FLIGHT OF THE MAGPIES: Where they are swooping in Gympie
WE’RE barely through September, but it would already seem the Gympie region has been inundated with stroppy, swooping magpies hellbent on protecting their babies.
Just three days into October, the popular national neighbourhood tracking website Magpie Alert has seen six entries detailing encounters around the Gold City since swooping season began.
Here are the full details of all six attacks:
1. 13 Oconnell St, Gympie – September 8
Walking across the road and swooped twice – Reported by Sam C
2. 4 Apollonian Vale – August 16
Two swoops then gave up – Reported by “big fella”
3. 42 Apollonian Vale – August 19
Swooping magpie. Dangerous getting swooped whilst trying to ride a bike on a busy street – Reported by Naomi R
4. 26 Crown Rd – September 2
Swooping Maggie even whilst I was starring at him! – Reported by Naomi R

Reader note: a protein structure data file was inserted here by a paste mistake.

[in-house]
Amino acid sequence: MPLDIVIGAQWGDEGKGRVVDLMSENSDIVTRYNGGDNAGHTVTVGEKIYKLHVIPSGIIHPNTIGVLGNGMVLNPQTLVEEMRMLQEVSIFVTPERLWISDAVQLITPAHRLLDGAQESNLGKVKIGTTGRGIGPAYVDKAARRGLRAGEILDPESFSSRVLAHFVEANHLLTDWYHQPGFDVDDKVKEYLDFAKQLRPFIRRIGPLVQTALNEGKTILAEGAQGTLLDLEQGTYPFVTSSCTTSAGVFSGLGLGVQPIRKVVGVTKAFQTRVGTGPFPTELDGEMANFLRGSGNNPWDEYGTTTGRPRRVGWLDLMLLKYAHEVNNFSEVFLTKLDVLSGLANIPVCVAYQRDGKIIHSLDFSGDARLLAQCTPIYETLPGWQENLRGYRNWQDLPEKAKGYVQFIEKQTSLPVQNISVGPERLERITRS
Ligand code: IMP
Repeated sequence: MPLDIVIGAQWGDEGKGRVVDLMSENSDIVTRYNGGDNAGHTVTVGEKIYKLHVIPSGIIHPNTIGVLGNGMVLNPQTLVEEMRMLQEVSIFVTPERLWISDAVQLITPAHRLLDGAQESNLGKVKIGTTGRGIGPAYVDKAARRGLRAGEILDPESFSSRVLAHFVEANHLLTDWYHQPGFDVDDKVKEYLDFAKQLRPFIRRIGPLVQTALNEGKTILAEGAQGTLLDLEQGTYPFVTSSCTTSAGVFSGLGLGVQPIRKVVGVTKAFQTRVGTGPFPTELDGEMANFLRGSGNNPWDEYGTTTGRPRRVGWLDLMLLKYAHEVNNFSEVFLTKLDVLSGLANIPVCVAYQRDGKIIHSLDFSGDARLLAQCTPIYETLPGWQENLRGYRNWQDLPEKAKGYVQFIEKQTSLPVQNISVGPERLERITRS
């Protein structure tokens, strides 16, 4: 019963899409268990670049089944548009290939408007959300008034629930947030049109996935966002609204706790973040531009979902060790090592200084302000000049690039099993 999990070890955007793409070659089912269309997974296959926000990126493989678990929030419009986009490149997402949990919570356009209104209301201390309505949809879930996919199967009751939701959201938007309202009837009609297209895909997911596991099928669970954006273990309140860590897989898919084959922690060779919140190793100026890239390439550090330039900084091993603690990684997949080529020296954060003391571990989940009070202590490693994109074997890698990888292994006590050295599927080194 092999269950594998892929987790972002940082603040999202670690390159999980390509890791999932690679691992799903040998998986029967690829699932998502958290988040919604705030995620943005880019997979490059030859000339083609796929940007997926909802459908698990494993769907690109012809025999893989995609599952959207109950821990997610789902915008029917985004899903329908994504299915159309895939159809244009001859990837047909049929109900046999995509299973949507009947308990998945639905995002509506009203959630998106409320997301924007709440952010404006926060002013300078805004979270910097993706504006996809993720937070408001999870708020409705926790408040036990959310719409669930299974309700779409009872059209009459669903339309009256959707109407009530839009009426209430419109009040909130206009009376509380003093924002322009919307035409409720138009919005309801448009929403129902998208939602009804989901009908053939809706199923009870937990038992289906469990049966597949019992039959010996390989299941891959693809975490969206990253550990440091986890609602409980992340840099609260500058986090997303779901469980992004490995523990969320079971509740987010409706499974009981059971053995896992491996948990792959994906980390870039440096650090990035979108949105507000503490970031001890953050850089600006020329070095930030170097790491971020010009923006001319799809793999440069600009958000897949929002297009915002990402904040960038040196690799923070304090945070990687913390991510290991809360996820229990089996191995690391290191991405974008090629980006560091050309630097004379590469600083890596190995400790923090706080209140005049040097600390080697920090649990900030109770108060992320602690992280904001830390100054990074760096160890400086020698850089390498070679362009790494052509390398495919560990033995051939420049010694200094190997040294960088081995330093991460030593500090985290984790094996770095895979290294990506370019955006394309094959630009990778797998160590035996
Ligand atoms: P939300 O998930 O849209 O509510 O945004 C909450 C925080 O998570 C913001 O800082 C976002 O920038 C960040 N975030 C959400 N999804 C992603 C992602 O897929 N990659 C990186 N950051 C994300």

5. 6 Exhibition Rd, Southside – September 5
Running and continuous swooping – Reported by Chelsea D
6. 63 Sorensen Rd, Southside – August 26
Magpie swooped a couple of times and on one occasion hit my helmet. – Reported by Greg G
Thankfully, none of the victims reported suffering any injuries stemming from the attack of the “swoopy bois”.
To the south our Sunshine Coast neighbours have also been inundated with ferociously protective parents, with one person reporting an injury while being swooped at Eumundi, just south of Pomona.
Gympie Regional Council shared these tips for dealing with swooping maggies back in August:
– Remember that the swooping only happens for about six to eight weeks; this is the time from when the magpie eggs hatch and the chicks leave the nest.
– Don’t act aggressively towards the birds – they are just defending and protecting their young. And because they remember facial features, if you act aggressively this year, they may be more aggressive to you in future years.
– Move quickly through an area but don’t run. If you are riding a bike, get off, if possible, and walk through the space.
– Walking in groups can sometimes reduce swooping.
– Wear a wide-brimmed hat, use an umbrella or use another barrier to protect yourself.